Something is dreadfully wrong when a rain precipitation of under 1,000 milimiters can create such havoc. And it is not "El Nino" or global climate change. The scope of the devastation is explained principally socio-ecological terms: the impact of impoverishment and the agro-ecological destruction that it helps generate leading to a situation where such rainfall leaves behind up to 2,500 dead, one million homeless and 40 per cent of the agrarian production in tatters.

Impoverishment in turn is the product of a development model that pays tribute abroad in the form of unfair terms of trade and declining prices for primary exports, in the form of mounting interest rates on the foreign debt, in the form of a highly regressive taxation system. An internal commercial system allows big merchants appropriate profits that in reality belong to the campesino producer. Liberalization means that most basic foodstuffs can be freely imported thereby affecting small farmer systems, while the industrial countries insist on protecting their own farmers, and even the Nicaraguan government goes out of its way to subsidize sugar production in the hands of the big commercial estates.

Structural Adjustment also means depriving campesinos of access to alternative credit schemes as state-owned banks are privatized and restrictions are clamped on development NGOs. Paying up to 10 per cent monthly interest rates, campesinos who are also driven to mountainside cultivation and forest destruction on account of the land reform reversal taking place under the Chamorro and Aleman governments. Land that is being handed back to Somoza era landbarons, particularly those who acquired U.S. citizenship and could count on US government backing and blackmail tactics. Under these conditions Nicaragua and other countries might as well live in a permanent state of emergency every time the rain appears to be excessive.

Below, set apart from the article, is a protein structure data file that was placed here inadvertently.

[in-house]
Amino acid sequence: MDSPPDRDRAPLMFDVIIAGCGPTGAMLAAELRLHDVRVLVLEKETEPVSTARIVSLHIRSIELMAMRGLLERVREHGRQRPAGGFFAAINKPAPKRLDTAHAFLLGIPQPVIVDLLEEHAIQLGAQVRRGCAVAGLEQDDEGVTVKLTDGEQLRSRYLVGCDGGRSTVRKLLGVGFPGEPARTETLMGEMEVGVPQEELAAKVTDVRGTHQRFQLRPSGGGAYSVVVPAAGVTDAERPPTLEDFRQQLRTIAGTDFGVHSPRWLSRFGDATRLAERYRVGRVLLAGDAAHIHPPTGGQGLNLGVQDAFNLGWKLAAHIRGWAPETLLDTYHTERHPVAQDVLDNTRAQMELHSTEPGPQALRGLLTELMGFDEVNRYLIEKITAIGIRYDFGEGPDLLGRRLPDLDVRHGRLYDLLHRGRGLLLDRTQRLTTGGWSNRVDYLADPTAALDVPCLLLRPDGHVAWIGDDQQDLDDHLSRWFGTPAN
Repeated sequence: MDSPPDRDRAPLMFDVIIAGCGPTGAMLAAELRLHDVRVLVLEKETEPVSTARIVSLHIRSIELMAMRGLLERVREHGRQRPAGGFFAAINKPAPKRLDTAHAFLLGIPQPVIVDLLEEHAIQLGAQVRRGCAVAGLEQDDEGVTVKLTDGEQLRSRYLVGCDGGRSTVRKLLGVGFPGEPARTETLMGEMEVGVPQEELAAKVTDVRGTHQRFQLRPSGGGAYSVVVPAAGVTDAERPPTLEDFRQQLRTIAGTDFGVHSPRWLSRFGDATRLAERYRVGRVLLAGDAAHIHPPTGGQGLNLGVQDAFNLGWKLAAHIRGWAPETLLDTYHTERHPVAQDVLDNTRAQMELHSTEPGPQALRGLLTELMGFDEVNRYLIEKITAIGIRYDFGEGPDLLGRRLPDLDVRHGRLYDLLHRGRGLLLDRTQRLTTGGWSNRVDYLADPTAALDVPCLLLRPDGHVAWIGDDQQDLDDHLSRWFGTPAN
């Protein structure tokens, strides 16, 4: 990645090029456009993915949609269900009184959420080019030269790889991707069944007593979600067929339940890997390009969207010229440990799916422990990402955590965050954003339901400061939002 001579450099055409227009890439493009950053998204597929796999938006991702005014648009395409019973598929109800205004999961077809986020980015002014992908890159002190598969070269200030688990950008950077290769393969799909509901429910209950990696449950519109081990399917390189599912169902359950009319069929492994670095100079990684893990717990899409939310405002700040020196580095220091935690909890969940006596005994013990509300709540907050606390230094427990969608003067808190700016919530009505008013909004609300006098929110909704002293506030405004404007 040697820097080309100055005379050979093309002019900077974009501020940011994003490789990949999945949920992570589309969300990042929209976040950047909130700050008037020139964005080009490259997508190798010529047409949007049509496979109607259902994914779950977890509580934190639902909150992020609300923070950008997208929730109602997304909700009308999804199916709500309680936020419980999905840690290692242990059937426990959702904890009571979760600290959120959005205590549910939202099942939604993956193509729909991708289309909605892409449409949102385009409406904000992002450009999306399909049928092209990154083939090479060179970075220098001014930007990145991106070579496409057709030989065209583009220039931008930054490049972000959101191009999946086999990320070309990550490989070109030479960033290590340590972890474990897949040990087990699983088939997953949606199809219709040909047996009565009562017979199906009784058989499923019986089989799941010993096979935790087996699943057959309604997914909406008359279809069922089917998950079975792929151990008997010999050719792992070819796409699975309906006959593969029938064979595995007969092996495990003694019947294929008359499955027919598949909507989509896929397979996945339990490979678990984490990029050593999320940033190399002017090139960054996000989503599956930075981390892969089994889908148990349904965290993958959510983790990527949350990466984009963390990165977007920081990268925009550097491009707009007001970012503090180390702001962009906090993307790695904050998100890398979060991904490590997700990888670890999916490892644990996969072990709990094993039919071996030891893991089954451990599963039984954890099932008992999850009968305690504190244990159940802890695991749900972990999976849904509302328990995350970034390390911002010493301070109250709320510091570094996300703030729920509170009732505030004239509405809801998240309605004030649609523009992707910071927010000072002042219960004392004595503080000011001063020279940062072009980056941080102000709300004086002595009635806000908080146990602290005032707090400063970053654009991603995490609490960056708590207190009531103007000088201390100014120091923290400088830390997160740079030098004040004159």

We know that countries and human beings are bled and that they pay in the form of historical transfer of resources from South to North. But where is justice, where is restitution, where is transformation -- where is the Jubilee? That is the question we must answer. We cannot control Nature but we can control governments and government dominated multilateral bodies.

Of course there are always those -- beginning with the neoliberals themselves -- that claim the Capital and Markets, like the Lord, works in mysterious ways and that this cannot be contested. But we also hear some voices -- sort of left neoliberals -- that say we must be "pragmatic" and deal with those "realities" of power as they stand. They contest the details and sometimes the manifestation of savage capitalism, but not the essence and root of the savagery itself. Help the poor because we cannot contest poverty? They say let us monitor the corporations, the governments, the multilateral bodies; we say let us transform them and, if need be, dismantle them and create people-centered as opposed to US/Corporate/Capital oriented instruments of power. What then about the systemic globalized mudslide that is burying the poor the world over?